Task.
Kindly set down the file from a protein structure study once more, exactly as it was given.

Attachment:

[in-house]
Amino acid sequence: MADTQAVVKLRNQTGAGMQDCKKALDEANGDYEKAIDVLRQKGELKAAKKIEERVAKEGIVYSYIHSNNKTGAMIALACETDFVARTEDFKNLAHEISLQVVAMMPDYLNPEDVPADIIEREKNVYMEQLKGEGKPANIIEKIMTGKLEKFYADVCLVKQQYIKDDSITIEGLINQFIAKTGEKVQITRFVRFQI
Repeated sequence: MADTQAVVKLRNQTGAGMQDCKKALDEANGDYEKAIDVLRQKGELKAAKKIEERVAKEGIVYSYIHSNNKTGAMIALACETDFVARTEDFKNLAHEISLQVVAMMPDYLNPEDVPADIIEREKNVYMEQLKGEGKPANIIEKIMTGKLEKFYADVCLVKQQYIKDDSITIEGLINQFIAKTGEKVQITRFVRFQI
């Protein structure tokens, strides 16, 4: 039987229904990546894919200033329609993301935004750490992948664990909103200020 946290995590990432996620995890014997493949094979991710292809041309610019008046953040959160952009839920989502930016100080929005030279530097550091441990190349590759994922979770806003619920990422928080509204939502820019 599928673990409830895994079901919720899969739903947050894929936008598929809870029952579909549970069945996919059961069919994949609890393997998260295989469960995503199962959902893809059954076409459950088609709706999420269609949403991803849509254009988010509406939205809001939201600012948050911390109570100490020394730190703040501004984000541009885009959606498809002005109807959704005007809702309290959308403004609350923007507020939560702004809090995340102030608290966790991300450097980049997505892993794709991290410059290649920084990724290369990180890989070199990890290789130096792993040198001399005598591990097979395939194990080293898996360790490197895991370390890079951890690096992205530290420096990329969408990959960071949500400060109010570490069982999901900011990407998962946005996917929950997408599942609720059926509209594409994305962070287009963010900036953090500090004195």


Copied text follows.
[in-house]
Amino acid sequence: MADTQAVVKLRNQTGAGMQDCKKALDEANGDYEKAIDVLRQKGELKAAKKIEERVAKEGIVYSYIHSNNKTGAMIALACETDFVARTEDFKNLAHEISLQVVAMMPDYLNPEDVPADIIEREKNVYMEQLKGEGKPANIIEKIMTGKLEKFYADVCLVKQQYIKDDSITIEGLINQFIAKTGEKVQITRFVRFQI
Repeated sequence: MADTQAVVKLRNQTGAGMQDCKKALDEANGDYEKAIDVLRQKGELKAAKKIEERVAKEGIVYSYIHSNNKTGAMIALACETDFVARTEDFKNLAHEISLQVVAMMPDYLNPEDVPADIIEREKNVYMEQLKGEGKPANIIEKIMTGKLEKFYADVCLVKQQYIKDDSITIEGLINQFIAKTGEKVQITRFVRFQI
């Protein structure tokens, strides 16, 4: 039987229904990546894919200033329609993301935004750490992948664990909103200020 946290995590990432996620995890014997493949094979991710292809041309610019008046953040959160952009839920989502930016100080929005030279530097550091441990190349590759994922979770806003619920990422928080509204939502820019 599928673990409830895994079901919720899969739903947050894929936008598929809870029952579909549970069945996919059961069919994949609890393997998260295989469960995503199962959902893809059954076409459950088609709706999420269609949403991803849509254009988010509406939205809001939201600012948050911390109570100490020394730190703040501004984000541009885009959606498809002005109807959704005007809702309290959308403004609350923007507020939560702004809090995340102030608290966790991300450097980049997505892993794709991290410059290649920084990724290369990180890989070199990890290789130096792993040198001399005598591990097979395939194990080293898996360790490197895991370390890079951890690096992205530290420096990329969408990959960071949500400060109010570490069982999901900011990407998962946005996917929950997408599942609720059926509209594409994305962070287009963010900036953090500090004195």